How do you know when you’re done?

Casual Encounters, oil on canvas © Anne Kullaf 2007

"Casual Encounters", oil on canvas © Anne Kullaf 2007

This close up of the painting shows how detail is implied with loose brushwork--the point is to make each stroke count as opposed to fussing over minute details.

This close up of the painting shows how detail is implied with loose brushwork--for me, the point is to make each stroke count as opposed to fussing over minute details.

I am asked this question by at least one person in every class, workshop or demo that I present. To me, a painting is done when it says what I want it to say clearly and concisely without embellishment, fussiness or extraneous decoration. It isn’t a question that anyone else can or should answer for someone else. As an artist, only you know what you are trying to convey with your work, therefore it is up to you to decide when your painting has effectively communicated your message.

Knowing What Your Work is About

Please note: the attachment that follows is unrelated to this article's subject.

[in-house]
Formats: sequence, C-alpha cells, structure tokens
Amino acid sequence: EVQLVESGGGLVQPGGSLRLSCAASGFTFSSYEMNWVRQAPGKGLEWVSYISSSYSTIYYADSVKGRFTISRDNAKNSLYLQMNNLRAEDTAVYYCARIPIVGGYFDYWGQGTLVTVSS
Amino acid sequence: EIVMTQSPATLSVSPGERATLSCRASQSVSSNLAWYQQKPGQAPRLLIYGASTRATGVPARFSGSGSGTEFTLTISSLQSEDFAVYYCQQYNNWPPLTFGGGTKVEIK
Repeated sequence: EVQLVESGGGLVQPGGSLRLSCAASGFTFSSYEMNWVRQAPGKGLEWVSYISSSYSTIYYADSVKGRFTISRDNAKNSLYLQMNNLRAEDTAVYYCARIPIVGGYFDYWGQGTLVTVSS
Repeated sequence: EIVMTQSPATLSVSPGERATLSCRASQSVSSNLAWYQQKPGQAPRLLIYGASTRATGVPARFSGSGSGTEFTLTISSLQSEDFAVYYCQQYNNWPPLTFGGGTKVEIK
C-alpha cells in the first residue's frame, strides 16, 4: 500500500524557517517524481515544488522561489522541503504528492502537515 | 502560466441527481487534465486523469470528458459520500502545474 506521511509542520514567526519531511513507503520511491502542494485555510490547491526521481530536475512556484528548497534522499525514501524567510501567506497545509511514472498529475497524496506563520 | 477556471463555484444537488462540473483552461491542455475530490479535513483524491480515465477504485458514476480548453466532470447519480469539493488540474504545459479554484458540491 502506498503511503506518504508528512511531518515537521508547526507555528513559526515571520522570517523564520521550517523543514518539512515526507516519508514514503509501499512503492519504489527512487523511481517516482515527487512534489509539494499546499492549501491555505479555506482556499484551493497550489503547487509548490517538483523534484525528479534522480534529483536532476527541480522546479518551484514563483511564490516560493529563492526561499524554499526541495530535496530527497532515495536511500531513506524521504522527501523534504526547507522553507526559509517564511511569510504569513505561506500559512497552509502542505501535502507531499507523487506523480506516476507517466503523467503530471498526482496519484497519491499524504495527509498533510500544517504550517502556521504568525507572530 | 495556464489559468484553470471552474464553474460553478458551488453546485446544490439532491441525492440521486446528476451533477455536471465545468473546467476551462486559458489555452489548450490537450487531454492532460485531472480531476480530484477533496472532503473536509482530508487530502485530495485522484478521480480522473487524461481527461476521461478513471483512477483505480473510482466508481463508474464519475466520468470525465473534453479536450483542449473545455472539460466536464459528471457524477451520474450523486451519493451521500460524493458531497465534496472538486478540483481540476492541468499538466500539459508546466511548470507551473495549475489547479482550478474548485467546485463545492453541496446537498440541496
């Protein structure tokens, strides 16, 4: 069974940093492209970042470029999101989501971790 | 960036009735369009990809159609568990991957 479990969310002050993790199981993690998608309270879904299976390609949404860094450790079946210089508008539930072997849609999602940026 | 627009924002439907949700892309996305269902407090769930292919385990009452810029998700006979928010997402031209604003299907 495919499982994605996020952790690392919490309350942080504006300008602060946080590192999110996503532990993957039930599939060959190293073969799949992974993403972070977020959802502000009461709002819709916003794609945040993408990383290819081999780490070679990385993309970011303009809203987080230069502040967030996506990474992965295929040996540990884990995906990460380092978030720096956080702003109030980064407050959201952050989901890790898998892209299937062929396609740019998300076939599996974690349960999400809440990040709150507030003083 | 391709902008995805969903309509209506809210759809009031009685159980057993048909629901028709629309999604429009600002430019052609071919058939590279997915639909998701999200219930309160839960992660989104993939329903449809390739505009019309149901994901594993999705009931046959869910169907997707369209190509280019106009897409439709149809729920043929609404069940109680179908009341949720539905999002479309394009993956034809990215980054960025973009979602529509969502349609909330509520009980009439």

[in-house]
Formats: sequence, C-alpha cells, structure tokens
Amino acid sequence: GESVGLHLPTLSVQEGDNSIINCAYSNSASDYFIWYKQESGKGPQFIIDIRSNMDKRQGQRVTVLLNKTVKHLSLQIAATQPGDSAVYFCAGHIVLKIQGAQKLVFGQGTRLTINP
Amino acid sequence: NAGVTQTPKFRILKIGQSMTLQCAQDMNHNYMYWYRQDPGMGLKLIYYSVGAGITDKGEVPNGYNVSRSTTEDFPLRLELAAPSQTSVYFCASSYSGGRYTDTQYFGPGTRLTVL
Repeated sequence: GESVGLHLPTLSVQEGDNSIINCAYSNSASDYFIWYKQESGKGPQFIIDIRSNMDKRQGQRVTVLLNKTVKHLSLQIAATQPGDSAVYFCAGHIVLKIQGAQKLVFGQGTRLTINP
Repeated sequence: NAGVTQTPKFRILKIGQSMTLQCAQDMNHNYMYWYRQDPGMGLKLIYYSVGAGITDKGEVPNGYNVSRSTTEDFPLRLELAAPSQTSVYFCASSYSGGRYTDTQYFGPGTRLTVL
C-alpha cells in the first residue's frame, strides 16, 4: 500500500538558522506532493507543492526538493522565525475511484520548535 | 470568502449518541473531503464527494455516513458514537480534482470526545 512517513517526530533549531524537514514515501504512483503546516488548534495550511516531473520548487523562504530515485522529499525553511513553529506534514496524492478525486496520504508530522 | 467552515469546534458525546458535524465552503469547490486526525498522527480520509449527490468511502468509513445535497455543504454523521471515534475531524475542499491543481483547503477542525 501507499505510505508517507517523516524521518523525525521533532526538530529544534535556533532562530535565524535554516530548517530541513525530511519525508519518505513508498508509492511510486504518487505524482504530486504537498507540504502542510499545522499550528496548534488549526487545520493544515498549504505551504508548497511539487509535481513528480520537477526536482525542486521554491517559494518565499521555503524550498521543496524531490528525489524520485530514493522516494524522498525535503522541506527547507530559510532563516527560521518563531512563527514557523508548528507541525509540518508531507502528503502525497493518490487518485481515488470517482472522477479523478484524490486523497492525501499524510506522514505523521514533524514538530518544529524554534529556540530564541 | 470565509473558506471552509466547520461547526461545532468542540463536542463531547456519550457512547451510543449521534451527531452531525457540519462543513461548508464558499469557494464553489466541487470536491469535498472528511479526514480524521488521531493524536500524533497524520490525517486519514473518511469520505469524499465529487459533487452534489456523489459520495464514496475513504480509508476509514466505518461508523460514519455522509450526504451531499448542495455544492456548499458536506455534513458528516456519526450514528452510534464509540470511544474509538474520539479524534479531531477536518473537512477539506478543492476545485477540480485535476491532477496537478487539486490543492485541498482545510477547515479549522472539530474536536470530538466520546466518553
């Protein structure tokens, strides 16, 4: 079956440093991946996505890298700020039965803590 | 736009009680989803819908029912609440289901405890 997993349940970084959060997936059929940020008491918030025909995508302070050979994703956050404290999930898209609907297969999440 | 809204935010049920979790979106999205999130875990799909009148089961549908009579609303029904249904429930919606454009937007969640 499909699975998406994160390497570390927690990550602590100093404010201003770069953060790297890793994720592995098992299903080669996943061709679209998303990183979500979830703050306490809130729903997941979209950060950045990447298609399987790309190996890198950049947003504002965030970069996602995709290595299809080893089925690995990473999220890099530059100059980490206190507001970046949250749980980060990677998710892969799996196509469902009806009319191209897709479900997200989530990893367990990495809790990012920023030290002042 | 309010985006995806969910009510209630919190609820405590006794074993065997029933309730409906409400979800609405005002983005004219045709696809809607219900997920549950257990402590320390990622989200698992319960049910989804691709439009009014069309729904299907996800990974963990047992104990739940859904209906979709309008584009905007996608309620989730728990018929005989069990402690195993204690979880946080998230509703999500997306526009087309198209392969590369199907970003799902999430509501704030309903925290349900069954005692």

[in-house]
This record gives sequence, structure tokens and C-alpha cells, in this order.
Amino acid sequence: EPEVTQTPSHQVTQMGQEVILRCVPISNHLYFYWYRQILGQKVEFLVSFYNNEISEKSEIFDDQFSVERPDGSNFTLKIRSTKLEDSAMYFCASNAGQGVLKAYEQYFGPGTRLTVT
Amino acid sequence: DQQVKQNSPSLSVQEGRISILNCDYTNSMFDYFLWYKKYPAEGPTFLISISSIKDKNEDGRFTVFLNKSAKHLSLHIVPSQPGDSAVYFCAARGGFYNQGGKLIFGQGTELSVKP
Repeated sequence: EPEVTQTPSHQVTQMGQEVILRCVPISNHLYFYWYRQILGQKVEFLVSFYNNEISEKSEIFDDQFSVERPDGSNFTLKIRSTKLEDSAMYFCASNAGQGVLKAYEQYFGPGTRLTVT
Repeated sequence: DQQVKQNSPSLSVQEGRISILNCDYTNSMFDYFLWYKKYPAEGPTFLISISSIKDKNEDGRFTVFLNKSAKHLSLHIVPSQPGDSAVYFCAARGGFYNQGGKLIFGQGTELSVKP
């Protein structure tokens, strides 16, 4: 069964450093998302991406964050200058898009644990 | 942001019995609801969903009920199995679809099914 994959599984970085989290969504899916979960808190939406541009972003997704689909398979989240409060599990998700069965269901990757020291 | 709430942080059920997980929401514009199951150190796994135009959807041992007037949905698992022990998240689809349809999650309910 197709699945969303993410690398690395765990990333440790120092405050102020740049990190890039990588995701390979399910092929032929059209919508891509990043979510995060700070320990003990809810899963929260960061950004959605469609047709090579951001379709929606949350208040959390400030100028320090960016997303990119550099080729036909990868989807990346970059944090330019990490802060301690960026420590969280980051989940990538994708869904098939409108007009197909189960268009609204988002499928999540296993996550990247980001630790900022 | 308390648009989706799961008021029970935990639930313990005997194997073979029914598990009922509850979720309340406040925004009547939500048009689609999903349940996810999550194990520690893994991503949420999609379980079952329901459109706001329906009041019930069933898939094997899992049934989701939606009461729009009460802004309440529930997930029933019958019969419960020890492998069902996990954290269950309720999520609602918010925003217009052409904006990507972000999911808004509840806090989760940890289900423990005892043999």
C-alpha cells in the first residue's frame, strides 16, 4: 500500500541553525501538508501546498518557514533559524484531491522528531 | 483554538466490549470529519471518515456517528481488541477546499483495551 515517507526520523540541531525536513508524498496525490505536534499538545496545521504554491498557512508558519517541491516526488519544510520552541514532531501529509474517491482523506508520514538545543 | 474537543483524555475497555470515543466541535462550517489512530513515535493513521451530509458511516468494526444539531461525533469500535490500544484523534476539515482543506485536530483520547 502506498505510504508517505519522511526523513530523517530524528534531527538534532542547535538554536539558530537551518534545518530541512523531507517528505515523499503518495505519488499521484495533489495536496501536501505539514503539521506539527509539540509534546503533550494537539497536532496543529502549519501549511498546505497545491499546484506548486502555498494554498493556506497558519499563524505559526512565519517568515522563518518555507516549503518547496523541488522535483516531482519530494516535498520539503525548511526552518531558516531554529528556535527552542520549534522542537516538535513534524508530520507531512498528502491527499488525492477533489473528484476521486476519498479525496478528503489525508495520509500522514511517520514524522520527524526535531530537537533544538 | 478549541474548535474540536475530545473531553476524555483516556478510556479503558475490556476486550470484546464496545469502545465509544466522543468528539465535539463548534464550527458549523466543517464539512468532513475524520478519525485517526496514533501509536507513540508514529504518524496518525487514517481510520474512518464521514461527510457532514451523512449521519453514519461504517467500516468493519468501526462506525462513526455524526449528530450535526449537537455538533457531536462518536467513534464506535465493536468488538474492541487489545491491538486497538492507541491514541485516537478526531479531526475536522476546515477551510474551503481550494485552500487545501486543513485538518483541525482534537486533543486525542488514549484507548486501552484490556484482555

It helps if you know what direction you are going in with your work as a whole. Writing an artist’s statement can help you to identify the concepts that are important to you as an artist.  For example, here is mine:

“My paintings are rooted in the visual patterns created by motion, repetition, color, texture and light. Using these patterns as a point of departure, I attempt to capture the essence of objects and places with a form of realism that is expressive rather than simply a recording of what I see.”

If I am to remain true to my artist’s statement, my work needs to imply detail rather than painstakingly capture every petal on a flower or every crack in a city street. As a result, I try to make each brush stroke count and am conciously aware of the effect each stroke has on the painting–as soon as I can tell a Mason jar is a Mason jar and its filled with water and flower stems, my job is done.

Now, if my goal was to paint photorealistically, the above would certainly not work.  That’s why I say it isn’t the type of question someone else can answer for you.  Take the time to really get to know your own style, figure out what you are trying to convey–once you’ve done this, you’ll always know when you’re done.

Note: The painting above, “Casual Encounters” is available for sale through Trudy Labell Fine Art.

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